EAST-cvr-605x400Now I held a copy of it again. I looked more closely at the words written across the cover. Who would violate a book that way? The printing was a strange mixture of lower case and capital letters and ellipsis marks – the kind of hasty inscription some person might jot down when casually giving a book away – someone whose cursive writing was illegible. I knew this because my own handwriting is awful.
Suddenly, I stared hard. This printing looked familiar. Very familiar! On the pages inside the book, the odd arrows in the margins, pointing to bits of text, were also made the way I draw them.

I felt sick. I don’t like coincidences. And then I felt a whooping excitement. This was my own book! The seller put me in touch with the person she had gotten the book from – a fellow of the Royal Geographical Society.

Another journey was beginning. Maybe that, too, will someday become a book.

The adventure chronicled in East, however, is of my initial journey. The facts are as I recollect them. It began in Oakland during the Vietnam War era – a messy and unstable period in American history. I set off alone at a time when women increasingly were probing the relationship between the personal and the political. As I traveled, the adventure evolved into a quest to discover both the world and myself. I know now that all journeys can unfold this way, if we let them. This too is an understanding I would come to along the way.

Back then, the journey seemed to me an impossible one for a woman to undertake at all. By now, the overland route has become impossible to most Western travelers – male or female. Wars, insurgencies and altered governments have rendered some countries along the way either dangerous or unreachable. I could not forsee that what seemed like a closed door to me as a 1970s woman traveler should appear in retrospect as such a rare and open one – a brief and special time when the young and daring could pass through much-disputed lands in relative peace.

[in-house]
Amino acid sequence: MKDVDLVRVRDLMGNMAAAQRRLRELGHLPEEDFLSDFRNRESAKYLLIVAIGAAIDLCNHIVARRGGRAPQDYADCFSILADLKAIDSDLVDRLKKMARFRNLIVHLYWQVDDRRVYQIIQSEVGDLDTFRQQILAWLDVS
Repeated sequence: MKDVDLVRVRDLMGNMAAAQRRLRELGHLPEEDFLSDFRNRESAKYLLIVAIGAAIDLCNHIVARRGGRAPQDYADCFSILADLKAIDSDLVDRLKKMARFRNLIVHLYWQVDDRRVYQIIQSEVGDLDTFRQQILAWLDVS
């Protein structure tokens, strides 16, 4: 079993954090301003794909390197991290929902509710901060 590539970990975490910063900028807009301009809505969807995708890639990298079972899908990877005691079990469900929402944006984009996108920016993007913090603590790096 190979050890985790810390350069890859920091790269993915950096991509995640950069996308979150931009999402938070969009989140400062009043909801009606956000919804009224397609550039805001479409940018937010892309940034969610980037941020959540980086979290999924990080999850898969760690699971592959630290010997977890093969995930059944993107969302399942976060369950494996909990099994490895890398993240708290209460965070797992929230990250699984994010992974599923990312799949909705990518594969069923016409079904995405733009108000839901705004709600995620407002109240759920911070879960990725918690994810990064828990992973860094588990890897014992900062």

This book celebrates that open door. East celebrates my friends in farflung places, my companions of the road, and well-meaning adventurers everywhere. The story is a true one. Not everyone is brought up brave, but some of us, by following a dream, and exceeding the boundaries set for us, may become bolder.

Shelley Buck will be appearing at Village House of Books on May 2nd at 3:00 pm as part of our California Bookstore Day celebration! Come say hello to Shelley and our other local authors that we will be featuring throughout the day!


Guest Post: Robin Woods, author of The Watcher series

Am I Doing This Right?

by Robin Woods

RobinWoods2014When I was younger, I loved writing. I would scribble missives on random scraps of paper and create imaginary worlds that I dreamt of nightly. In fact, I still have an art pad full of outfits I dreamed up for my well-dressed villainess. I was eleven, so my sci-fi novel was awful, and truthfully, I probably spent more time drawing pictures than I did writing, but it did instill a love for the written word.

I didn’t start writing with determination for many years. Okay, maybe a couple of decades. But when I did sit down to write, I felt shackled. In my mind, there was “a way a writer is supposed to write.” Then, one day, I was given a piece of advice that changed my world: “You don’t have to write in order.”